St. Valentine's Day Massacre with Pictures - True Crime
St. Valentine's Day Massacre
by Kevin Hammonds
Page 1 of 3
One February evening in North Chicago, seven well-dressed men were
found riddled with bullets inside the S.M.C Cartage Co. garage. They
had been lined up against a wall, with their backs to their
executioners and shot to death. With the exception of Dr. Reinhardt H.
Schwimmer these men were mobsters working under the leadership of
gangster and bootlegger, "Bugs" Moran. Within a few seconds, while
staring at a bare brick wall, these seven men had become a part of
Valentine's Day history: the St. Valentine's Day Massacre.
During the height of prohibition and the never-ending competition
between gangster rivals Al "Scarface" Capone and George "Bugs" Moran,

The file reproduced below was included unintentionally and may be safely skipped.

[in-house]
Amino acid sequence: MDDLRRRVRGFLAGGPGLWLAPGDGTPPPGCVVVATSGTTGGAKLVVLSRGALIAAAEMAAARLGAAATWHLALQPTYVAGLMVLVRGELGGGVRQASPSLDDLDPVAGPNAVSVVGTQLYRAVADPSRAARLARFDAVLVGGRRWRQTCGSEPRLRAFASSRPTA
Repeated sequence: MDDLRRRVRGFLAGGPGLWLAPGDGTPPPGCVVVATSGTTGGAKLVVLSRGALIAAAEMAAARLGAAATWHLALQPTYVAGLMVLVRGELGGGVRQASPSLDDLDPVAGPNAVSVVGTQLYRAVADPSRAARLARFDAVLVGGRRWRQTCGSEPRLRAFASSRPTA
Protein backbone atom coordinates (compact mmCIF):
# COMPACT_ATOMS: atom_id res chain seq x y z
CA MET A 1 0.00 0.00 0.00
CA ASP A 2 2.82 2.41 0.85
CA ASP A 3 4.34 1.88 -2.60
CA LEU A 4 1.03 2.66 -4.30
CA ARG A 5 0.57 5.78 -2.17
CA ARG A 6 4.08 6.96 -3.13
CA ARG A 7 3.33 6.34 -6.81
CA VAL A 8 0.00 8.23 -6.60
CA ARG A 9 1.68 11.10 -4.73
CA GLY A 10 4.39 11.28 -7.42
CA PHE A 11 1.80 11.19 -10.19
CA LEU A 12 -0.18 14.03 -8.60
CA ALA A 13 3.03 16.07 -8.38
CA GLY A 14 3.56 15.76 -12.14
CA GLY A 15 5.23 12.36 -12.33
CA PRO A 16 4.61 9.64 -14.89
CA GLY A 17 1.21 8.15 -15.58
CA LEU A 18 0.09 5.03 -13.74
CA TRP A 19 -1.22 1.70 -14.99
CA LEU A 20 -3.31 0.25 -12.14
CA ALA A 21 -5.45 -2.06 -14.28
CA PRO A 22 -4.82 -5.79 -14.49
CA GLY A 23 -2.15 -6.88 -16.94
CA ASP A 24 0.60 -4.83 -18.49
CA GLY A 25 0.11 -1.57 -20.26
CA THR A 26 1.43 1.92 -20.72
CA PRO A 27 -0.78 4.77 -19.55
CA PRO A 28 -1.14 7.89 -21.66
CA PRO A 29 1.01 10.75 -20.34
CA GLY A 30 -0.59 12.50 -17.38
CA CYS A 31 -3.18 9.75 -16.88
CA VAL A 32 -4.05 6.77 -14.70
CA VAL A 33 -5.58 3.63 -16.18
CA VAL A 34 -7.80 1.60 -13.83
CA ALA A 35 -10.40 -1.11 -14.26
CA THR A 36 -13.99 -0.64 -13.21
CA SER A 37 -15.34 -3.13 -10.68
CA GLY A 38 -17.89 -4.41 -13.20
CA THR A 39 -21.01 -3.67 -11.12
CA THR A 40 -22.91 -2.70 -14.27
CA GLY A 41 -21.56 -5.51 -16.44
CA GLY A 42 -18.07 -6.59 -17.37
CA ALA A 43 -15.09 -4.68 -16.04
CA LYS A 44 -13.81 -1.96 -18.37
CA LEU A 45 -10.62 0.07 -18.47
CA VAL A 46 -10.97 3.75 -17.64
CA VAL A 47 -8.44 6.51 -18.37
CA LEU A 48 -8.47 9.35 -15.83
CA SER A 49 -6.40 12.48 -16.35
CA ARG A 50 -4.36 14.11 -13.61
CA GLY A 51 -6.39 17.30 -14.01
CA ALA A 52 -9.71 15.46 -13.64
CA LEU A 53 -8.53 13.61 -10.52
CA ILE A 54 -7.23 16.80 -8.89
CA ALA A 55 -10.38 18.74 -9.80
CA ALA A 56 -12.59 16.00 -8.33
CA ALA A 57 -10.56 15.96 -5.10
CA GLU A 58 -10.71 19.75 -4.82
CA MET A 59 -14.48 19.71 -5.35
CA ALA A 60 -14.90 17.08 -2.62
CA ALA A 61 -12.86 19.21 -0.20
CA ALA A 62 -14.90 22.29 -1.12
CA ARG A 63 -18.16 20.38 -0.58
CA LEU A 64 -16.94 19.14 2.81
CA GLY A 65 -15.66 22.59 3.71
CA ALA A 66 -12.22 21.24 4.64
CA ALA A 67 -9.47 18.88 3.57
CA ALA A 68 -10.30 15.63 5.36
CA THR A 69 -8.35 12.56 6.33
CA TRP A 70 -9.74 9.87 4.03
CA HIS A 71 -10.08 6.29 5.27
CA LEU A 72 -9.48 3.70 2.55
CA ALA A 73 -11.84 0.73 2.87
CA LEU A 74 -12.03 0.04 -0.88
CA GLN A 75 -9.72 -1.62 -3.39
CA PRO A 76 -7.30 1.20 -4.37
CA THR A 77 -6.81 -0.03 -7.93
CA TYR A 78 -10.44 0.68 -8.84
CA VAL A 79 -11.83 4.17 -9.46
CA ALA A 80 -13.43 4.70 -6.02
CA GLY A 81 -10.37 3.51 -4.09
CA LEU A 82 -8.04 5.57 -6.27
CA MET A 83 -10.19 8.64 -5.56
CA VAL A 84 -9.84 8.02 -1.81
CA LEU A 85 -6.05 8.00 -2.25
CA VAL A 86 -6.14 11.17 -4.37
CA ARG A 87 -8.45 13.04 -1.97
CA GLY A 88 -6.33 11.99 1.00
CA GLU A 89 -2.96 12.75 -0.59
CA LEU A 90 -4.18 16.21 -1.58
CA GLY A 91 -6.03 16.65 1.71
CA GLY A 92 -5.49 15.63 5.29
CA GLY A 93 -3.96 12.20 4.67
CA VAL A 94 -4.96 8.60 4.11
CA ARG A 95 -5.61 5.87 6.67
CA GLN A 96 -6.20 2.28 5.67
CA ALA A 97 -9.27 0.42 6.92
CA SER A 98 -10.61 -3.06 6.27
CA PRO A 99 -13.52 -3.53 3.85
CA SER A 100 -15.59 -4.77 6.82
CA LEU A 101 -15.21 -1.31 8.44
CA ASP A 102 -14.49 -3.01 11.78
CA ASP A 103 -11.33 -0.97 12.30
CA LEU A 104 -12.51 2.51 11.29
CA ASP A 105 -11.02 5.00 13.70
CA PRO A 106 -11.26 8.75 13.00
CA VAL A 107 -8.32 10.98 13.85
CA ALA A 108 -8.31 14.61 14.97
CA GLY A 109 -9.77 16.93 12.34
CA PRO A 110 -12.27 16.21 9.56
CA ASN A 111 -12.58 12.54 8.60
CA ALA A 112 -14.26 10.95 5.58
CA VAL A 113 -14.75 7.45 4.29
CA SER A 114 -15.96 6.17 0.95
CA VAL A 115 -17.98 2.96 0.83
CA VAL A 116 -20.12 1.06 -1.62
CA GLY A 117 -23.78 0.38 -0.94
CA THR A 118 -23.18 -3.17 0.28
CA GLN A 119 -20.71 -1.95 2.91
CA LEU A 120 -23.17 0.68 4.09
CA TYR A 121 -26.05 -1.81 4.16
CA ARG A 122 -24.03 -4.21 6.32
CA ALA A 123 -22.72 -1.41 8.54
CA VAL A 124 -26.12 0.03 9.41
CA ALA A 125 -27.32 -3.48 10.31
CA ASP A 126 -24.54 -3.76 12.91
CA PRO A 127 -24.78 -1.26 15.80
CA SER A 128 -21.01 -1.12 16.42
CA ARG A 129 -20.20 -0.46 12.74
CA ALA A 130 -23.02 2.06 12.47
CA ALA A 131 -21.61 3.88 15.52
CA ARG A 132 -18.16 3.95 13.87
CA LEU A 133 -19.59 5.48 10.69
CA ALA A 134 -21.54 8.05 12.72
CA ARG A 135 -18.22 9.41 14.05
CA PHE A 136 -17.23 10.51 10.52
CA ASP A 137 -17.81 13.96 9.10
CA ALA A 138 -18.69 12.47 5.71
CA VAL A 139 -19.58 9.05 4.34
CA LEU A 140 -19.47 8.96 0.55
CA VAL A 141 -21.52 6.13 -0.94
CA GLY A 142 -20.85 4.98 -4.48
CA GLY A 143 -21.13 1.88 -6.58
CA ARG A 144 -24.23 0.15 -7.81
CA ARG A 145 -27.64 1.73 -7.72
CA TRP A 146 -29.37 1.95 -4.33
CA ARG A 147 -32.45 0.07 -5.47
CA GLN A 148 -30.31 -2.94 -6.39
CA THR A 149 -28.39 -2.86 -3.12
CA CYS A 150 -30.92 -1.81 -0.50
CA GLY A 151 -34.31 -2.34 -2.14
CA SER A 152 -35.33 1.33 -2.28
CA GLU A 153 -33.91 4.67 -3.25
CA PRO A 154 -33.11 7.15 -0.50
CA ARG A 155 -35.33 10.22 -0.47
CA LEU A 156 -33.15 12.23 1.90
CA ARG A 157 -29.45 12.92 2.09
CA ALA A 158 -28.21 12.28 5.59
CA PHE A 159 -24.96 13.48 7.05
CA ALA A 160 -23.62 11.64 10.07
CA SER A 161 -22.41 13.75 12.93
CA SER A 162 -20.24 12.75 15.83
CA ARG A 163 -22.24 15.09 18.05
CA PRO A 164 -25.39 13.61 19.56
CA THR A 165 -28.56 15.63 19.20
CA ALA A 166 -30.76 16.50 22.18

bloody warfare was nothing new to the authorities of Chicago. However,
investigators on the scene found the Valentine's Day Massacre to be
somewhat puzzling. The victims were mobsters, with an endless supply
of weapons and well known capability for brutality. Why would they
turn their backs and face the wall for anyone without putting up a
fight? That was one of many questions to be answered.
Another question came about after an eyewitness gave her account
of what happened on that night in 1929. She lived directly across the
street and had a perfect view of the garage. She claimed to have seen
two uniformed policemen exit the garage while escorting two plain
clothed men who held their hands up in the air, as if they were under
Of course, this comforted the shaken woman, thinking that the
loud gun fire that she had just heard had been resolved and the
parties responsible were being taken into custody. However, the
Chicago police had no record of any such activity at 2122 Clark Street
until they arrived on the scene to find the horrifying blood bath.